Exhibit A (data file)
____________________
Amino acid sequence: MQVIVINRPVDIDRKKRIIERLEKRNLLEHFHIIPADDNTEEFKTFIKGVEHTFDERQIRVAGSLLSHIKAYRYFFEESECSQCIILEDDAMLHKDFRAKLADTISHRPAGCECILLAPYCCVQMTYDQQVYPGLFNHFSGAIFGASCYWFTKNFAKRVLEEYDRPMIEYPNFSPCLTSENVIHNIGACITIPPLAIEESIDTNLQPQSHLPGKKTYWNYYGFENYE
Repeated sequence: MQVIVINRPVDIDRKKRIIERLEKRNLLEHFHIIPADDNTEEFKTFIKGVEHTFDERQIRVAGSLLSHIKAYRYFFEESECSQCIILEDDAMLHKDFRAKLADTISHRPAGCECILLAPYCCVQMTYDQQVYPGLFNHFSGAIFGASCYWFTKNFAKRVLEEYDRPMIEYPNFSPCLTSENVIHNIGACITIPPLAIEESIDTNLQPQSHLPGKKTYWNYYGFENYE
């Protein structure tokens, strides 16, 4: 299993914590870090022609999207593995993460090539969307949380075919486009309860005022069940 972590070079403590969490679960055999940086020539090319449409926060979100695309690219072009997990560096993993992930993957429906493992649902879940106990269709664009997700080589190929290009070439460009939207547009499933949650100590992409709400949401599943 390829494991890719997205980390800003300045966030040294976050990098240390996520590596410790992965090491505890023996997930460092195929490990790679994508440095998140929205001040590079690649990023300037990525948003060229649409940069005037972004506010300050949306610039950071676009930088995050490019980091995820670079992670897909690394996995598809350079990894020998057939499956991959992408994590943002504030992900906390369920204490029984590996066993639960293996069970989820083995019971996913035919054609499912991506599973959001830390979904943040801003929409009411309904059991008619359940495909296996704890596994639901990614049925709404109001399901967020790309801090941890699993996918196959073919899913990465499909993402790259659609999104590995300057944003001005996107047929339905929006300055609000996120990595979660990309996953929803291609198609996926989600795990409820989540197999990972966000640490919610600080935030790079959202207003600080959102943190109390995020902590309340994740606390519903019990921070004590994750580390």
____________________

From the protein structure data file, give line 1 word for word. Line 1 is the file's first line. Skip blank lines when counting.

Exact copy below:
Amino acid sequence: MQVIVINRPVDIDRKKRIIERLEKRNLLEHFHIIPADDNTEEFKTFIKGVEHTFDERQIRVAGSLLSHIKAYRYFFEESECSQCIILEDDAMLHKDFRAKLADTISHRPAGCECILLAPYCCVQMTYDQQVYPGLFNHFSGAIFGASCYWFTKNFAKRVLEEYDRPMIEYPNFSPCLTSENVIHNIGACITIPPLAIEESIDTNLQPQSHLPGKKTYWNYYGFENYE